But what exactly is the nature of these difficulties? It has been frequently suggested that preterm children suffer from dyscalculia. A phenomenon that Julia Jäkel examined more closely. “Mathematical deficiencies, maths learning disorder, dyscalculia, innumeracy – these terms’ definitions vary slightly,” she explains, but there are no standardised, internationally consistent diagnostic criteria. In order to assess specific maths deficiencies, children in Germany are assessed with a number of tests. If their results fall below a certain cut off value in maths while their cognitive skills (IQ) are in the normal range, they are diagnosed with “maths learning disorder” or “dyscalculia”.
“The problem with preterm children, however, is that they often have general cognitive deficits,” Julia Jäkel points out. “According to current criteria, these children can’t be diagnosed.” Together with Dieter Wolke from the University of Warwick, UK, she compared different diagnostic criteria for dyscalculia in her analysis. The aim of the study was to identify specific maths deficiencies in preterm children that were independent of general cognitive impairments. With surprising results: “There is no specific maths deficit in preterm children if their general IQ is factored in,” says the researcher.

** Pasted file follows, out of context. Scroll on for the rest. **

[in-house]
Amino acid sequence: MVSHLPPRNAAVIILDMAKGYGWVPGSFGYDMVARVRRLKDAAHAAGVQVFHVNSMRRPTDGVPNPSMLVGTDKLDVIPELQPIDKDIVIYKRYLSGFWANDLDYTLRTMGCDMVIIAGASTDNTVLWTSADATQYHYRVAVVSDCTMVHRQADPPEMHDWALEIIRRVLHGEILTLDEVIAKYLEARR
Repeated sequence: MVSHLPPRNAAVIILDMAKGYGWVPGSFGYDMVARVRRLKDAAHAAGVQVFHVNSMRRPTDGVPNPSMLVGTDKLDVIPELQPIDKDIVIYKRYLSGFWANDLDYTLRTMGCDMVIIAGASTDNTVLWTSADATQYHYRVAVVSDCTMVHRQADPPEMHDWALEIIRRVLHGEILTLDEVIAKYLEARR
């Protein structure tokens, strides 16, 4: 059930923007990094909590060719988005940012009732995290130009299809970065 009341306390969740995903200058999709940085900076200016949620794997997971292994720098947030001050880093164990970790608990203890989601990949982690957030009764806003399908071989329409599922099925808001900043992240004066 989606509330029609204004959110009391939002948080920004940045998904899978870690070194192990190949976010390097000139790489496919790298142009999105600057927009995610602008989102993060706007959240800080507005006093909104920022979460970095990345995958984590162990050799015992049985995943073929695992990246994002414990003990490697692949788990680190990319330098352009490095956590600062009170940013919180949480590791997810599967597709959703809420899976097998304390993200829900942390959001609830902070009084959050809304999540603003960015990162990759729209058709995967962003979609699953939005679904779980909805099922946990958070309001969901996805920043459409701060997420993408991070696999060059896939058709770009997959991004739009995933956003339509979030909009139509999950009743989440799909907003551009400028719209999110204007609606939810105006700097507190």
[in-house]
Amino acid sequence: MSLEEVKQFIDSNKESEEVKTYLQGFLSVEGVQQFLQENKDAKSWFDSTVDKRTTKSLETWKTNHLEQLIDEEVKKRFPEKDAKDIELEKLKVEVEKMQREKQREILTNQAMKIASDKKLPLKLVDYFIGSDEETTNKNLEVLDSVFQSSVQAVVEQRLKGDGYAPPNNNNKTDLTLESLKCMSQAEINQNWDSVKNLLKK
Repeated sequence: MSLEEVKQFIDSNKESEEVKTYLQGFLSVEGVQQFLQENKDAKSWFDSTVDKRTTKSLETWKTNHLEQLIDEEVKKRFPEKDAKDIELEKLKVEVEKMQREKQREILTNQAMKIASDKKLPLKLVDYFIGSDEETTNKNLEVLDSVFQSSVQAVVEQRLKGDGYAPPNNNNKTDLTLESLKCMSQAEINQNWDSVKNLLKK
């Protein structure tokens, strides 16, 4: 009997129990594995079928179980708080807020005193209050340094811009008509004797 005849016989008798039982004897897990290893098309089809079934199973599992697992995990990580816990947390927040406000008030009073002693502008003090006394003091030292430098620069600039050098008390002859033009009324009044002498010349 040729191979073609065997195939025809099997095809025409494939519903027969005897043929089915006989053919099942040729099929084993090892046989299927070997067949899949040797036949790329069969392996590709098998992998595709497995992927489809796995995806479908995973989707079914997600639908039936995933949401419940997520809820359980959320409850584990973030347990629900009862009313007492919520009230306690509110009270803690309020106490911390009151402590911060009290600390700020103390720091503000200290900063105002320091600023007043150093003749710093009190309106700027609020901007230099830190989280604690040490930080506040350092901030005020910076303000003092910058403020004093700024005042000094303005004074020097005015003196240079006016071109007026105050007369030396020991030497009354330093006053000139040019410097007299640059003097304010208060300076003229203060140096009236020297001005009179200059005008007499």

This means that preterm children do not suffer from dyscalculia more often than term children. However, they often have maths difficulties and these may not be recognized. This is because the current criteria make it impossible to diagnose dyscalculia if a child also has general cognitive deficits. Thus, these children do not receive specific help in maths although they may be in urgent need (Fig. 2). “We need reliable and consistent diagnostic criteria,” demands Julia Jäkel. “And we’ve got to find ways to actually deliver support in schools.”
Many aids are available for teaching children arithmetic. © RUBIN, photo: Nelle